David Cordero

Apple Tv, designing beyond Siri Remote

Published on 23 Nov 2018

Together with Apple Tv 4th Generation, Apple introduced its new remote control, Siri Remote, a completely new concept to navigate on big screen interfaces.

In a world of remote controls with tons of buttons, Apple had the courage 😜 to release a box controlled by only six buttons and a little digitizer, having only two of the buttons and the digitizer available for developers….

As we saw in Being a tvOS Developer, due to these limitations, Siri Remote is in practice one of the biggest handicaps to create tvOS Apps.

In addition to that, as we will see now, it can also be an important handicap for some final users of your Apps.

Television is often consumed by not so early adopters as other technologies, among them, one can find elderly people or people with some type of physical disability for whom having to deal with Siri Remote can be a frustrating experience.

Siri Remote is great, but definitely not always the best option for everybody.

IR remote controls as a fallback

Luckily, apart from Siri Remote, Apple Tv also offers the possibility to use a standard infrared-based remote control or keyboard. This is ideal for those users who can not or who want not to use Siri Remote.

apple tv loves ir remote controls

How to configure an IR Remote control in tvOS

A standard infrared remote control can be added to tvOS, in a simple step by step process via:

Settings → Remotes and Devices → Learn Remote.

Alternatively, you can also buy a pre-programmed remote control for Apple TV, or even to use the classic Apple Remote control of the previous generations of Apple Tv.

How to support IR remote controls in your App

The best part is that to support IR remote controls you do not have to do anything special in terms of development.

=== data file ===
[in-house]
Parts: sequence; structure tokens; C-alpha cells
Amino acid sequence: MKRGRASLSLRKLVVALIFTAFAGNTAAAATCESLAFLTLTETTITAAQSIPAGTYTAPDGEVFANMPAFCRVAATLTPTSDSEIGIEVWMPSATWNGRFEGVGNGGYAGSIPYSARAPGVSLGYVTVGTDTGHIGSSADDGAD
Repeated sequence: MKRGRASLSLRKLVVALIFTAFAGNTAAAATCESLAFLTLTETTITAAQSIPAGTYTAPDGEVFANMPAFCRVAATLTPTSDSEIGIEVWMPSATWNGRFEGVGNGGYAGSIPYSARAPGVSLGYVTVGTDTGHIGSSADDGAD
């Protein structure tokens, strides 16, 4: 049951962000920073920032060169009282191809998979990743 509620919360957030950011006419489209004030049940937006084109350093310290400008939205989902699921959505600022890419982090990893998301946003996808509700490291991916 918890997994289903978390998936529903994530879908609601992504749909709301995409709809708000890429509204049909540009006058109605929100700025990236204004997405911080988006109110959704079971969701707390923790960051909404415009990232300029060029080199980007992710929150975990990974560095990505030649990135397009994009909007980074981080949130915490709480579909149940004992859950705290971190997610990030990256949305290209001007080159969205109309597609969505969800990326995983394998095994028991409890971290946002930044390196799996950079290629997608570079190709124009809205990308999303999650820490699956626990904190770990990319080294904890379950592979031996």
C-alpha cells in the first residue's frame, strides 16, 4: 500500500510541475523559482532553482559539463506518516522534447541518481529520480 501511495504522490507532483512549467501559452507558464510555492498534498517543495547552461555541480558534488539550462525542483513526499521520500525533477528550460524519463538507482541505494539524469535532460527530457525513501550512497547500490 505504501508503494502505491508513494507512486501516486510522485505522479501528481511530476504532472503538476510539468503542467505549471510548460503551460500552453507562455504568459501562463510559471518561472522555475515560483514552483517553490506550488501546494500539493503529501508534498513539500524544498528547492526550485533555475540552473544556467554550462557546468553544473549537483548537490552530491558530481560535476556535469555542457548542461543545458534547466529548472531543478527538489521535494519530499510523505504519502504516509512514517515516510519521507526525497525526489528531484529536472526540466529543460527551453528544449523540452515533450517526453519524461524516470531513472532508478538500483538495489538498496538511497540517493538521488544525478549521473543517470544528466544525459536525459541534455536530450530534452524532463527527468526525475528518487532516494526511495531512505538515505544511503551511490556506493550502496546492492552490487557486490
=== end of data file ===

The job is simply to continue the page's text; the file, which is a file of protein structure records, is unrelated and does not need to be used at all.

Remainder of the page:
From the developer point of view, the source of the gestures is completely agnostic to your App. The SDK will notify the gestures wherever they are coming from, in fact, it is not even possible to know from where the gesture is actually coming from.

On the other hand, due to the lack of a digitizer, it is important to note that the gestures available on IR remote controls are just a subset of the gestures that can be triggered from Siri Remote.

And this is very important in terms of design.

Design for IR Remote Controls constraints

Some months ago I created this playground project in order to test the different gesture recognizers available for Apple Tv.

It is a very simple App, that only logs on the screen the recognized gestures.

Launching this project using Siri Remote together with an IR remote control helps to understand the differences between the set of gestures available on each type of remote control.

This is the result of that comparison:

comparison of siri remote and ir remote gestures

As you can see, it is not possible to trigger some important gestures like swipes, directional clicks or long touches from a standard IR Remote. Mention apart for the gestures based on the accelerometer or the gyroscope embedded into Siri Remote.

This is a crucial point when designing your App because some features might be completely hidden for an important set of your users just because they are not using Siri Remote.

In order to provide a smooth user experience for all the users, your design should take into account other inputs devices than Siri Remote, providing if possible, alternative methods to access those features that are hidden for them under specific Siri Remote gestures.


Siri Remote is a great device, but it is not perfect for everybody. Because of that, an important set of your users might choose an alternative input device such as IR Remote controls, Bluetooth keyboards or the remote app for iOS.

Those users should be taken into account when designing your App, or they might lose important features of your App.

Feel free to follow me on github, twitter or dcordero.me if you have any further question.